Improving water resource management in the Koshi River Basin

We’re developing a robust integrated river basin modelling framework to improve water resource management in the Koshi River Basin, a sub-basin of the Ganges where more than 600 million people live. This modelling will support planning for sustainable development in the Basin.

The Challenge

Supporting development in the Koshi River Basin

We are working with local scientists and communities to develop a ‘fit for purpose’ basin-wide hydro-agro-economic modelling framework.

This framework will ensure that water resources in the Koshi Basin are developed and managed in a regionally coordinated manner for the wellbeing of the people and the environment.

The Koshi River Basin is a transboundary river system that flows through some of the poorest parts of China, India and Nepal.

The region is prone to natural hazards, particularly floods, droughts, landslides and debris flow. But it provides fertile soil and abundant groundwater to a dense population living in the river basin’s flood prone areas.

Our Response

Modelling the Koshi River Basin to support sustainable development

Our research supports the broader aims of the Koshi Basin Programme (KBP).

The KBP is a multi-disciplinary river basin resource management program managed by the International Centre for Integrated Mountain Development (ICIMOD) and being conducted from 2013-2015 (Phase 1 and 2).

The program aims to:

  • assist with the development of water balance models to capturing the relationship between climate (precipitation and temperature) and stream-flow in the KBP
  • examine the impact of different external drivers (such as population growth, climate change, upstream development, construction of barrage) on the water balance and surface-water groundwater interaction and availability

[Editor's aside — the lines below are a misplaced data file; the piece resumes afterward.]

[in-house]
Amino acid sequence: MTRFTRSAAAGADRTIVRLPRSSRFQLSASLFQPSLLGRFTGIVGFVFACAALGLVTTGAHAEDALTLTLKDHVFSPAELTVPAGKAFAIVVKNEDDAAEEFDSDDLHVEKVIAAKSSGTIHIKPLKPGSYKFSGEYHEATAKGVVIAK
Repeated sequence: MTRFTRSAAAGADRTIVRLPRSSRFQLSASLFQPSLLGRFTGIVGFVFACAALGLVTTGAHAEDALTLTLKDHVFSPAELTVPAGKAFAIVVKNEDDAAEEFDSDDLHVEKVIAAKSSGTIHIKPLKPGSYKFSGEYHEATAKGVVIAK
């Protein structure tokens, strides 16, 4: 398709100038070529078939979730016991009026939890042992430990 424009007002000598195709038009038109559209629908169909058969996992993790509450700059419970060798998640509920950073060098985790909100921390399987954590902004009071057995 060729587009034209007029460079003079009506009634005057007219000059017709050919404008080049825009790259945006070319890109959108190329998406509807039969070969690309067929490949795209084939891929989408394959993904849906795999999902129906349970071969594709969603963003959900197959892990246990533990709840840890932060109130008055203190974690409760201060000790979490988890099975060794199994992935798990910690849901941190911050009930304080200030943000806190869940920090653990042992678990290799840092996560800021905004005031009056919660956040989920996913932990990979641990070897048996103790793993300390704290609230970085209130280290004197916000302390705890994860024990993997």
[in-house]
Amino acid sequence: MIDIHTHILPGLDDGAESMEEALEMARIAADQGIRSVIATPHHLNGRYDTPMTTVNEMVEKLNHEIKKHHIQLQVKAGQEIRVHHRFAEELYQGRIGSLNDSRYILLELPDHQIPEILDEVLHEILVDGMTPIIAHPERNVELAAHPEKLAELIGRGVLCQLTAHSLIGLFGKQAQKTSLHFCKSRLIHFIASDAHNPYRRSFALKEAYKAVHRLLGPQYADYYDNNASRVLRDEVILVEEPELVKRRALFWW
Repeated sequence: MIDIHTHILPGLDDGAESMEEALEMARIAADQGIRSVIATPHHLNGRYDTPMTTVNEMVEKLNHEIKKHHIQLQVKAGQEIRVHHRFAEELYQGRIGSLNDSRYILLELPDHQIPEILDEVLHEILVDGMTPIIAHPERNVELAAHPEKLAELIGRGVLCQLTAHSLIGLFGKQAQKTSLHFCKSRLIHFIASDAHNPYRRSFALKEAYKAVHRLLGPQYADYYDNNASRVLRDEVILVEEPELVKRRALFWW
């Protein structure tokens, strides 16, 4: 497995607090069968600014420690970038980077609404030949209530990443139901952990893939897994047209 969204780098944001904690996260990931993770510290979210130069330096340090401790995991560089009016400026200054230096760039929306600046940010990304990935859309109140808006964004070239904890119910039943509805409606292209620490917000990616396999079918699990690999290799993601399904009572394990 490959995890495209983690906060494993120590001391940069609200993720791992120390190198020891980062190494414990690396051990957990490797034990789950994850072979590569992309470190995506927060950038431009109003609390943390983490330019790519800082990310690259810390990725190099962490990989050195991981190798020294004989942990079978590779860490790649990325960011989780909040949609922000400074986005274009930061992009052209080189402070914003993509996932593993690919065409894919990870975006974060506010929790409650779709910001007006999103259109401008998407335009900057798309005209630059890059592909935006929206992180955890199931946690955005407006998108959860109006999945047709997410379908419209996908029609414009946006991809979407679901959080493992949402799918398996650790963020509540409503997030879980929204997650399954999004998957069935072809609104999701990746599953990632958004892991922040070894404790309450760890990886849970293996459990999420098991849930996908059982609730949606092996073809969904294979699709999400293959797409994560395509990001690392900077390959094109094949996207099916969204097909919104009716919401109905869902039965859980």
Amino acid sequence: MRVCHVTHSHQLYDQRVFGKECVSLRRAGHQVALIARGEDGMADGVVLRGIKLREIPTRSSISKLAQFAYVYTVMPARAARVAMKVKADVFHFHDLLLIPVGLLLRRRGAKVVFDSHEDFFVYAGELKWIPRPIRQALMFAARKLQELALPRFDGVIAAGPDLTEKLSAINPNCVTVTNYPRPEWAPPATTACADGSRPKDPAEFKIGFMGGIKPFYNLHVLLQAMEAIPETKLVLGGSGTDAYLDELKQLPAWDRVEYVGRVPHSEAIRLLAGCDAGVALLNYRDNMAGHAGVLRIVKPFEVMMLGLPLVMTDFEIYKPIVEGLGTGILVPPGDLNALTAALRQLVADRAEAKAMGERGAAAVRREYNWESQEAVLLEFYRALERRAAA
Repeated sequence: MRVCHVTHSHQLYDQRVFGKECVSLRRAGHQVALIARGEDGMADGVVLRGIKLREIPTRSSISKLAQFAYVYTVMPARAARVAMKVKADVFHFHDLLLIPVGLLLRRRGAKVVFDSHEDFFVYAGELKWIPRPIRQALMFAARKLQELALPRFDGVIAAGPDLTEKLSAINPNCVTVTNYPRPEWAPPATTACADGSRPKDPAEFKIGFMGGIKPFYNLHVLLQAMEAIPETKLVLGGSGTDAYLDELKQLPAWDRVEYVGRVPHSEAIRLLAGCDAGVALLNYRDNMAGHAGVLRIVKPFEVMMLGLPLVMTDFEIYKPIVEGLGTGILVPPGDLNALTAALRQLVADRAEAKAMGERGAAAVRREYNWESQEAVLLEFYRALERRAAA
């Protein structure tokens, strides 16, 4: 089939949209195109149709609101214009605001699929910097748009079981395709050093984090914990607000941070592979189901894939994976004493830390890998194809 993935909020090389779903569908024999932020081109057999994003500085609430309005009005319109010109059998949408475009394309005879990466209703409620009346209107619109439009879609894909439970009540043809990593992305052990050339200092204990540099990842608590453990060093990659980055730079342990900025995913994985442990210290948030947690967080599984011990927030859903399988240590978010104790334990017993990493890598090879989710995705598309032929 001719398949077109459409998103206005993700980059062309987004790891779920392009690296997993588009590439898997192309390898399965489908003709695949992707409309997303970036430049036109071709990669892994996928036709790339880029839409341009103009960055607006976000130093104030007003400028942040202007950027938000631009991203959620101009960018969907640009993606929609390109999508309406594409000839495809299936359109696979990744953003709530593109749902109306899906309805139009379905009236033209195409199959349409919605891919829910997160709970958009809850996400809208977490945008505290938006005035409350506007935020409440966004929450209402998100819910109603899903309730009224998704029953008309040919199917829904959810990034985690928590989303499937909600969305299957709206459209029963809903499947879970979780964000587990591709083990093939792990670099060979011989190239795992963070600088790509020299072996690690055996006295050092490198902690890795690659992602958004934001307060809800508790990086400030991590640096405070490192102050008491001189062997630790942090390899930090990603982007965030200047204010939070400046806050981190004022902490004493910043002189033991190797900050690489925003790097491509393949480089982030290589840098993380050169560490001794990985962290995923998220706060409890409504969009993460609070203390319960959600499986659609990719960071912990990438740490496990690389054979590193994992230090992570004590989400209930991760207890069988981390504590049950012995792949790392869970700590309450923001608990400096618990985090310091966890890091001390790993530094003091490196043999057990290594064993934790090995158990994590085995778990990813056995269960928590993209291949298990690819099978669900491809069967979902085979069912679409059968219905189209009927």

• examine the impact of future water availability on the irrigated agriculture, regional socio-economy, livelihoods, and the environments and, in particular, conduct a social cost-benefit analysis of potential solutions
  • understand the interface between scientific modelling and policy development and implementation (e.g. the link between better models and better decision-making).

Key research deliverables

Research and knowledge gained from this project will culminate in the development of a robust integrated basin-wide modelling framework, using eWater’s Source platform, based on best current knowledge, data and modelling practices.

More specifically CSIRO will:

  • assist with the development of water balance models for capturing the relationship between climate (precipitation and temperature) and stream-flow in KBP (and flood risk)
  • characterise the seasonality, variability and, if possible, expected trends in stream-flow. Develop techniques for understanding the likelihood of particular stream-flow estimates
  • review previous work on sedimentation in the Koshi Basin
  • understand the current interface between scientific modelling and policy development and implementation through interviews with policy-makers
  • the output of these activities will provide a strong basis for further investment for modelling and detail scenarios analysis for the next two years of the project. This will help us to understand the type of model to be used and the type of scenarios to be considered as well as use of the collected data as inputs to the models. So, these activities will be the phase II of the overall project if funded further.

Partners include:

This work is funded by the Department of Foreign Affairs and Trade - Australian Aid .

Collaborating partners to the KBP – Phase 1 include:

  • the Water and Energy Commission Secretariat, Nepal
  • International Research Center for River Basin Environment, University of Yamanashi, Japan
  • Institute of Geographic Sciences and Natural Resources Research, Chinese Academy of Sciences
  • Tribhuvan University, Nepal and; the Institute of Economic Growth, India.

The Results

The first phase

The first phase of model development for the KBP was completed in 2014, with Phase 2 to be completed in 2015.

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